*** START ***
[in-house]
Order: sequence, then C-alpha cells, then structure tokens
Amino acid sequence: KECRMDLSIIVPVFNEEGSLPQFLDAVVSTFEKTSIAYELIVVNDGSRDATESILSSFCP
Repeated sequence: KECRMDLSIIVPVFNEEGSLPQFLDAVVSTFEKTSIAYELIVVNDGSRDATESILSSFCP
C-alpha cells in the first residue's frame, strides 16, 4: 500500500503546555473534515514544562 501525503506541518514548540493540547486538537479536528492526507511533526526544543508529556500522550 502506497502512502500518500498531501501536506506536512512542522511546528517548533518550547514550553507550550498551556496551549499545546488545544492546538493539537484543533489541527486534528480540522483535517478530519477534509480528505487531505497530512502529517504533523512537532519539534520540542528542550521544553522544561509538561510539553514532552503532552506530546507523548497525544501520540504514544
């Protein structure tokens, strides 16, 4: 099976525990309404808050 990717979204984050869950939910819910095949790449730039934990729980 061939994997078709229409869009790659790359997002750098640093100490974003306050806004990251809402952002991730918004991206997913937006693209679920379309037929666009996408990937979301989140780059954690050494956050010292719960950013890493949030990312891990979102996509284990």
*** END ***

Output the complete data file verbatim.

[in-house]
Order: sequence, then C-alpha cells, then structure tokens
Amino acid sequence: KECRMDLSIIVPVFNEEGSLPQFLDAVVSTFEKTSIAYELIVVNDGSRDATESILSSFCP
Repeated sequence: KECRMDLSIIVPVFNEEGSLPQFLDAVVSTFEKTSIAYELIVVNDGSRDATESILSSFCP
C-alpha cells in the first residue's frame, strides 16, 4: 500500500503546555473534515514544562 501525503506541518514548540493540547486538537479536528492526507511533526526544543508529556500522550 502506497502512502500518500498531501501536506506536512512542522511546528517548533518550547514550553507550550498551556496551549499545546488545544492546538493539537484543533489541527486534528480540522483535517478530519477534509480528505487531505497530512502529517504533523512537532519539534520540542528542550521544553522544561509538561510539553514532552503532552506530546507523548497525544501520540504514544
């Protein structure tokens, strides 16, 4: 099976525990309404808050 990717979204984050869950939910819910095949790449730039934990729980 061939994997078709229409869009790659790359997002750098640093100490974003306050806004990251809402952002991730918004991206997913937006693209679920379309037929666009996408990937979301989140780059954690050494956050010292719960950013890493949030990312891990979102996509284990």